In this week’s Torah portion called Vaera, the Lord speaks to Moses, saying, “Go and tell Pharaoh King of Egypt to let the Israelites depart from his land.” However, Moses protests. He raises doubts that the people will listen to him. He uses a kal vachomer – the hermeneutical device often used by the rabbis in midrashic literature. Applying the outcome from a minor case to a major case, the formula is “If X, then all the more so Y.” Moses says to God, “The Israelites [my own people] would not listen to me; how then should Pharaoh heed me, a man of impeded speech?” If his own people will not listen to him because of an inability to speak well, then how can God expect Pharaoh to listen to Moses’ demands?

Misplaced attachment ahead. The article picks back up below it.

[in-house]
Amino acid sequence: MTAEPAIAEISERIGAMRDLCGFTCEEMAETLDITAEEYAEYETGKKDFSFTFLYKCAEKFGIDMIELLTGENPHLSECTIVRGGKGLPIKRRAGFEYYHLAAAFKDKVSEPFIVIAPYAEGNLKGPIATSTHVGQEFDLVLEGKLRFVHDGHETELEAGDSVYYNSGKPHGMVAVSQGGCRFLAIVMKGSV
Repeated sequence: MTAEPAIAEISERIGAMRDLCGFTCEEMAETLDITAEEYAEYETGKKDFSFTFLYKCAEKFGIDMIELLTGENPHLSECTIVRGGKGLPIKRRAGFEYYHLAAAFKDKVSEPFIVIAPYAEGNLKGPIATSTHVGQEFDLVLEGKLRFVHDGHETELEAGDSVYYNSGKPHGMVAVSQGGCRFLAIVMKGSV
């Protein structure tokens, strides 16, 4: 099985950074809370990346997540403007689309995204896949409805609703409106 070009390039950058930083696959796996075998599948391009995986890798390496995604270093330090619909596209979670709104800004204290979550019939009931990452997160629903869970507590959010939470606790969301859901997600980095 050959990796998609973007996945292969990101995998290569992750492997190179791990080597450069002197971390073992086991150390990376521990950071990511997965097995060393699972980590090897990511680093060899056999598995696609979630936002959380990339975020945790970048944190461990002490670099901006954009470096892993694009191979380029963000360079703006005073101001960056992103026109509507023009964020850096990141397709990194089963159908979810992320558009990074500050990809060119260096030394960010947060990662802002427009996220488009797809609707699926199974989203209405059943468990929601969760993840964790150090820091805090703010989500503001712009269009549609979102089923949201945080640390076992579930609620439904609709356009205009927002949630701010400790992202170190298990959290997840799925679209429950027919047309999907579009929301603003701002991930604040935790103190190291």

This is not the first time that Moses appeals to God using his speech impediment as an excuse. In last week’s parsha, Moses claims Lo ish d’varim anokhi – “Please, O Lord, I have never been a man of words, either in times past or now that You have spoken to Your servant.” Ki khvad peh u’khvad lashon anokhi – “I am slow of speech and slow of tongue.”
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